1.    Reply

      Gary, I have to disagree with your argument. Have you ever gone to your mailbox (the physical one outside your house) and seen the amount of shit you get daily that you didn't opt-in for? The last time I checked businesses had to pay to send things through the physical mail. Yes, charging will eliminate some of the spammers, but not all.

      Also, for most businesses using email marketing with service like iContact, Constant Contact, etc. they have to pay for the service, it's not free.

      I'm guessing you're on the other side of this argument as the front page of your website says "upload and manage contacts". I understand where you're coming from though with a short-term business perspective, the more phone numbers you upload, the more money you make when you charge per text.

  27.    Reply

    Thanks for the insightful post, Derek. The good news is carriers have a vested interest in keeping SMS healthy while also being able to play gatekeeper and toll collector in the process. This is less so in email.

    Like anything, there will be bad apples. But we're optimistic the evil doers will move onto easier prey, such as the ones in social media.

    1.    Reply

      Great points. Looking forward to seeing the launch of your new website. Send me over a beta code when you have one.

  28.    Reply

    That is a scary picture that you paint Derek!

    SMS can be one of the best type of campaigns for many service based businesses and the thought of the infrastructure getting shut down by the carriers is scary indeed!

    The good news is that if all of the major providers follow an ethics model we’ll probably never see that day.

    Thanks for reminding me why I do what I do!

    1.    Reply

      Good to hear Derek. The reality is that SMS Marketing is not about push/ broadcasting text or opting in to receive updates. This is the mentality that prevails in the US, consumers in reality to do wish to receive text on a regular basis. Businesses and providers need to start to educate and police aggressively double opt in rules but more than that start to educate businesses that they need to think of SMS as empowering the internet in the public environment, similar to Google search. Simply giving the consumer the choice to receive information. Text to Action, advocate this and the future is great, advocate push and text marketing is like you say going to be tarnished with the same brush that has tarnished email marketing.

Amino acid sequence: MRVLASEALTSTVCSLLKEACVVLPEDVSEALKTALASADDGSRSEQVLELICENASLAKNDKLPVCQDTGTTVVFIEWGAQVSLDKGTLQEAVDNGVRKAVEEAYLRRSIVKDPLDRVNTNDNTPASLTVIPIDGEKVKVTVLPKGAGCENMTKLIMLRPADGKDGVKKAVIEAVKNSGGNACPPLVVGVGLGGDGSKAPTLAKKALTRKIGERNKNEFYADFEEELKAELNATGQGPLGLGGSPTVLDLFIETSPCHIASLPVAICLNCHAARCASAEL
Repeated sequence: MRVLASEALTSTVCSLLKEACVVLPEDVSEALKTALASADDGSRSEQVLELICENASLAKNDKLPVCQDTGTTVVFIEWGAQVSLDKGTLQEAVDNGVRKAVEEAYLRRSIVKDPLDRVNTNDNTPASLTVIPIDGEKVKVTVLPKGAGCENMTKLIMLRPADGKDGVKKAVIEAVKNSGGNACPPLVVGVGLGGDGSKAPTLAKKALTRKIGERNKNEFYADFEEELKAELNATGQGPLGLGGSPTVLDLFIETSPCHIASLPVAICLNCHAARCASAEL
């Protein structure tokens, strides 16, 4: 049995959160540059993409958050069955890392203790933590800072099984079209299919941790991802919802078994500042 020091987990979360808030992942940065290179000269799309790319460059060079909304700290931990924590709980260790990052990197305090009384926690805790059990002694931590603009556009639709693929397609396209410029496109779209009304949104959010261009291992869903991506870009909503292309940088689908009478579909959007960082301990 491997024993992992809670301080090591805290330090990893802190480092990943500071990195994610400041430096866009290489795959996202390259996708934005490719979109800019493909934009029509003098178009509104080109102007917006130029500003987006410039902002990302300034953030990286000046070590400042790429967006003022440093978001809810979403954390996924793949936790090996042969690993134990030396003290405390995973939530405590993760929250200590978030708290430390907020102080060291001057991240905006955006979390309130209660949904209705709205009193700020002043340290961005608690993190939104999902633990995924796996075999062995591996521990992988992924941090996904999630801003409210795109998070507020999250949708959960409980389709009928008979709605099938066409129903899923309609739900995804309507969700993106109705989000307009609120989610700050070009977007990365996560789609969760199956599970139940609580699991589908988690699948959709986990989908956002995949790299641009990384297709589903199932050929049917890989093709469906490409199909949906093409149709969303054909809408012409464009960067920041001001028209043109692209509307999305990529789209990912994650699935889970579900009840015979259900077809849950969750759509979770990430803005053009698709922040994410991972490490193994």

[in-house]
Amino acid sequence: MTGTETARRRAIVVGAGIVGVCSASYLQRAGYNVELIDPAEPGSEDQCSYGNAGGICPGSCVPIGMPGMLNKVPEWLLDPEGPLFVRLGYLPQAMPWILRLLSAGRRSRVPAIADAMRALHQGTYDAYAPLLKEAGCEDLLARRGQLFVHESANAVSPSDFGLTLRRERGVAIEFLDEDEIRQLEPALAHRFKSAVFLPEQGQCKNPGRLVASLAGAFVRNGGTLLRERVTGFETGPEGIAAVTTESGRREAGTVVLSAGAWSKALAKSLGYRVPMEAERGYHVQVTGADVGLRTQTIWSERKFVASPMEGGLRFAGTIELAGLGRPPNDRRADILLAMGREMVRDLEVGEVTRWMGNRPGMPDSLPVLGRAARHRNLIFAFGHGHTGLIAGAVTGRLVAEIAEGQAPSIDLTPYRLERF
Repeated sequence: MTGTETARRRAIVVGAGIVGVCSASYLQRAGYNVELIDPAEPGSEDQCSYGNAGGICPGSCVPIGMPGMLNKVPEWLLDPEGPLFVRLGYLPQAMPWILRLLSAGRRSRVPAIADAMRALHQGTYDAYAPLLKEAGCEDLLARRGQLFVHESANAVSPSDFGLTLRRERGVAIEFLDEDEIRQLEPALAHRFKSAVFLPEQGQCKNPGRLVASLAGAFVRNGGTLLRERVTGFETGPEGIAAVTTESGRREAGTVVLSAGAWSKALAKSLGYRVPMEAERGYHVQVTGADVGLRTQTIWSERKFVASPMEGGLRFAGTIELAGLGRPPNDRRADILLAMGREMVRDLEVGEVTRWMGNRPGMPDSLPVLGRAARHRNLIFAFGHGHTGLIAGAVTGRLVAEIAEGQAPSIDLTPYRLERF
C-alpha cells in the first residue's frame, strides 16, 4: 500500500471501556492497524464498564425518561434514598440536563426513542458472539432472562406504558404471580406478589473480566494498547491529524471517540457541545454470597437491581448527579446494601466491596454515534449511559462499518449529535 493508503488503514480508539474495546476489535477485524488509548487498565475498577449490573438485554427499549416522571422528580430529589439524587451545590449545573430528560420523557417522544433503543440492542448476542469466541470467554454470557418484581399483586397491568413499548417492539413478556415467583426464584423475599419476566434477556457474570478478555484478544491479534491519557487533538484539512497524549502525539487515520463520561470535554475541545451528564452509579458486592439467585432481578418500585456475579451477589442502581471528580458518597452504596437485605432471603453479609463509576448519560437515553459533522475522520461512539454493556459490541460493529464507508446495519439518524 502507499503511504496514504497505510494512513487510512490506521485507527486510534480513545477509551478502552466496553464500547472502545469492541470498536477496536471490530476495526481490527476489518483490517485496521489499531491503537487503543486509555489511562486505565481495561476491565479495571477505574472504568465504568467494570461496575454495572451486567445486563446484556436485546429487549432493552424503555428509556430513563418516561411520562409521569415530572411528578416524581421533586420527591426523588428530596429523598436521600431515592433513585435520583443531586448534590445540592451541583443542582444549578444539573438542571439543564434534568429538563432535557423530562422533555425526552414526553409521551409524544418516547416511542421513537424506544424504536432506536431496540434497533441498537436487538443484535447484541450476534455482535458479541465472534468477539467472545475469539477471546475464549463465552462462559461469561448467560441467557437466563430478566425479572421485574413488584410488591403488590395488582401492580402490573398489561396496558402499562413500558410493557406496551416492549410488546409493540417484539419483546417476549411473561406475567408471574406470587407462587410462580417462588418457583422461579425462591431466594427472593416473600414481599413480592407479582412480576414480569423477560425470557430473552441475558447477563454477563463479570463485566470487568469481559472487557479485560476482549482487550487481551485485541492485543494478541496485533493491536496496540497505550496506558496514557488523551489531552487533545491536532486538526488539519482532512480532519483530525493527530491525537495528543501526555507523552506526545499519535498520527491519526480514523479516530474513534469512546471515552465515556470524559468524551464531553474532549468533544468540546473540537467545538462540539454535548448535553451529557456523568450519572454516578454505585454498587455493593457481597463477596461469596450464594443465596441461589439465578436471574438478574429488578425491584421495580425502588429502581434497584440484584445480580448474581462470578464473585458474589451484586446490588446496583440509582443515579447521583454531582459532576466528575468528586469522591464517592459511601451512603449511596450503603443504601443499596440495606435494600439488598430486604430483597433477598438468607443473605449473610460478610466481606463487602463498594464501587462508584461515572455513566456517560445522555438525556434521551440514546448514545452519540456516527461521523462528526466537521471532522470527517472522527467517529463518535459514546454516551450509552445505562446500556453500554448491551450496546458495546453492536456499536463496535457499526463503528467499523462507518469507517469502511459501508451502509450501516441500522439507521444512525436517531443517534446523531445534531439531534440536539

2.    Reply

      Thanks for the comment. The problem though is the majority of major players right now don't follow the same ethics model.

  29.    Reply

    […] Who’s Killing SMS Marketing? – Mobile Marketing Watch […]

  30.    Reply

    […] sure to check out my first post entitled, Who’s Killing SMS Marketing? Also, I would greatly appreciate any feedback as this is my first post. […]

  31.    Reply

    Gary, the flaw I see in your system is when someone enters their mobile phone number incorrectly when they want to receive medication reminders. Is your system smart enough to know what they meant or are you now sending unsolicited SMS messages to the wrong phone number? In the states one unsolicited text message can trigger a class action lawsuit, which I can see happening through your system.

    If patients had to opt-in through a keyword on their own mobile phone, the above would never happen.

  32.    Reply

    So are you saying if I send a text to a wrong number it can trigger a class action lawsuit because that person did not opt-in to receive a message from me? Currently, there is no law for non-marketing material. Take a look at Kaiser Permanente. They did this for appointment reminders based on info from their legal counsel. I agree an opt-in is best but your argument above does not make sense based on my first sentence. Additionally, my doctor calls me for appt reminders which I never opted in for and it costs me minutes which costs me money.